Miguel G. Cruz

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We evaluated the predictive capacity of a rate of spread model for active crown fires (M.G. Cruz, M.E. Alexander, and R.H. Wakimoto. 2005. Can. J. For. Res. 35: 1626–1639) using a relatively large (n = 57) independent data set originating from wildfire observations undertaken in Canada and the United States. The assembled wildfire data were characterized by(More)
The degree of accuracy in model predictions of rate of spread in wildland fires is dependent on the model’s applicability to a given situation, the validity of the model’s relationships, and the reliability of the model input data. On the basis of a compilation of 49 fire spread model evaluation datasets involving 1278 observations in seven different fuel(More)
Evaluation is a crucial component for model credibility and acceptance by researchers and resource managers. The nature and characteristics of free-burning wildland fires pose challenges to acquiring the kind of quality data necessary for adequate fire behaviour model evaluation. As a result, in some circles it has led to a research culture that tends to(More)
Model evaluation should be a component of the model development process, leading to a better understanding of model behavior and an increase in its credibility. In this paper a model evaluation protocol is proposed that encompasses five aspects: (1) model conceptual validity, (2) data requirements for model validation, (3) sensitivity analysis, (4)(More)
Amethodology has been developed for defining the various threshold conditions required for the opening of serotinous cones and viable seed release in the overstorey canopies in jack pine (Pinus banksiana) and lodgepole pine (Pinus contorta var. latifolia) forests on the basis of fireline intensity and, in turn, rate of fire spread and fuel consumption. The(More)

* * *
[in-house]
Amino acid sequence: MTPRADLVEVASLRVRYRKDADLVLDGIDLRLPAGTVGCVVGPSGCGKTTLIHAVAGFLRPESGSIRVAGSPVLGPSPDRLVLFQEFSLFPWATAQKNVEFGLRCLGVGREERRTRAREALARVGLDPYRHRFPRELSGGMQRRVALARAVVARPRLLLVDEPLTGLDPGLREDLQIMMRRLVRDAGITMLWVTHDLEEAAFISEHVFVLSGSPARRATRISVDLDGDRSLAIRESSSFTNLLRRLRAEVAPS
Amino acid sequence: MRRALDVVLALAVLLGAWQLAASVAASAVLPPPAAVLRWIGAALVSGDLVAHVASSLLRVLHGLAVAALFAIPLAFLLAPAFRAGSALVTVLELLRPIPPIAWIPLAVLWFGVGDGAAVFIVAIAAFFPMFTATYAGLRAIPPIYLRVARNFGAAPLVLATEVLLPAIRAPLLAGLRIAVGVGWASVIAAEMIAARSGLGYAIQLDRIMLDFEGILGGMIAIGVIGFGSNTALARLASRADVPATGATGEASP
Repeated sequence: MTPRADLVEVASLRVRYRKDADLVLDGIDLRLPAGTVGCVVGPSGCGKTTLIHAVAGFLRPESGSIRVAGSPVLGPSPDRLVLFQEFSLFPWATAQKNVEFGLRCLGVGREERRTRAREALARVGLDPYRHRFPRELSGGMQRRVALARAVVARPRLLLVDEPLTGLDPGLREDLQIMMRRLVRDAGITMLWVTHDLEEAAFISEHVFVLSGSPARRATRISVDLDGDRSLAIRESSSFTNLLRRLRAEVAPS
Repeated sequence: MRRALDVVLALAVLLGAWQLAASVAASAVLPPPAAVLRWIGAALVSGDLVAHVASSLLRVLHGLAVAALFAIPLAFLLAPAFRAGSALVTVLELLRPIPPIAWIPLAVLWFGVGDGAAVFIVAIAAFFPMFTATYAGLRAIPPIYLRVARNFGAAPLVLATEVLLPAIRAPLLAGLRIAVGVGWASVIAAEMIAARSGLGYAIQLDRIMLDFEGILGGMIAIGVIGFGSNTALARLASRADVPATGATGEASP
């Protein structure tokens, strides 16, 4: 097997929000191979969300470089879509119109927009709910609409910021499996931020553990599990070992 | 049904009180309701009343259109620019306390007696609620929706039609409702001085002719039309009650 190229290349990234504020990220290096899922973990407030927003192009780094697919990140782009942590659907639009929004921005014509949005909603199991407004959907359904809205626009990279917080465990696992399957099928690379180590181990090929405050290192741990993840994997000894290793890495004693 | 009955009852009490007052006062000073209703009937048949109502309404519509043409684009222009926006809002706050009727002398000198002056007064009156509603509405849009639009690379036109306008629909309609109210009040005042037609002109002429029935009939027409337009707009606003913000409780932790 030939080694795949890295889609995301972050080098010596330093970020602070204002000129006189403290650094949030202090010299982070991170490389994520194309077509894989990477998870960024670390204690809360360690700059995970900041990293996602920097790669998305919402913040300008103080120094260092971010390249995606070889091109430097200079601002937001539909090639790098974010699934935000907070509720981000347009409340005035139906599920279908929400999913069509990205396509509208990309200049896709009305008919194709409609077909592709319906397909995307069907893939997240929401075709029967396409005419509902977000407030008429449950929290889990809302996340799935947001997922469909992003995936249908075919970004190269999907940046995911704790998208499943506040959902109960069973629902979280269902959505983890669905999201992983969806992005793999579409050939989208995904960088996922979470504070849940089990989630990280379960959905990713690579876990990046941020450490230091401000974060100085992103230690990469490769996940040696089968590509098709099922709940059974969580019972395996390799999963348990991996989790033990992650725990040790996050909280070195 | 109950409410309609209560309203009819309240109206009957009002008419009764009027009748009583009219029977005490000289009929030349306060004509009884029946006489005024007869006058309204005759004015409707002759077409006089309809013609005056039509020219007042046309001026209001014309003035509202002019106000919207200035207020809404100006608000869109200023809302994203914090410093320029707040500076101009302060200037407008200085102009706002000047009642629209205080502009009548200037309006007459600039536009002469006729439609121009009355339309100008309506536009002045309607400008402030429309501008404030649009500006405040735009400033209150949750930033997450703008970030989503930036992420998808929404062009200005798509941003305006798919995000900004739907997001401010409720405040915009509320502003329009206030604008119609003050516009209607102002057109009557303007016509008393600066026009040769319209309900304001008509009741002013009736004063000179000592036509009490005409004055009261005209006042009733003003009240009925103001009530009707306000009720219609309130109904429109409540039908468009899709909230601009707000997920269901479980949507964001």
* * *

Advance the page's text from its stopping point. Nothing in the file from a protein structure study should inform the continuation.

Werth, Paul A.; Potter, Brian E.; Clements, Craig B.; Finney, Mark A.; Goodrick, Scott L.; Alexander, Martin E.; Cruz, Miguel G.; Forthofer, Jason A.; McAllister, Sara S. 2011. Synthesis of knowledge of extreme fire behavior: volume I for fire managers. Gen. Tech. Rep. PNW-GTR-854. Portland, OR: U.S. Department of Agriculture, Forest Service, Pacific(More)
This paper constitutes a digest and critique of the currently available information pertaining to the influence of live fuel or foliar moisture content (FMC) on the spread rate of crown fires in conifer forests and shrublands. We review and discuss the findings from laboratory experiments and field-based fire behaviour studies. Laboratory experimentation(More)
A mathematical model is presented for predicting the maximum potential spot fire distance from an active crown fire. This distance can be estimated from the height of the flame above the canopy top, wind speed at canopy-top height and final firebrand size (i.e. its residual size on alighting), represented by the diameter of a cylinder of woody char. The(More)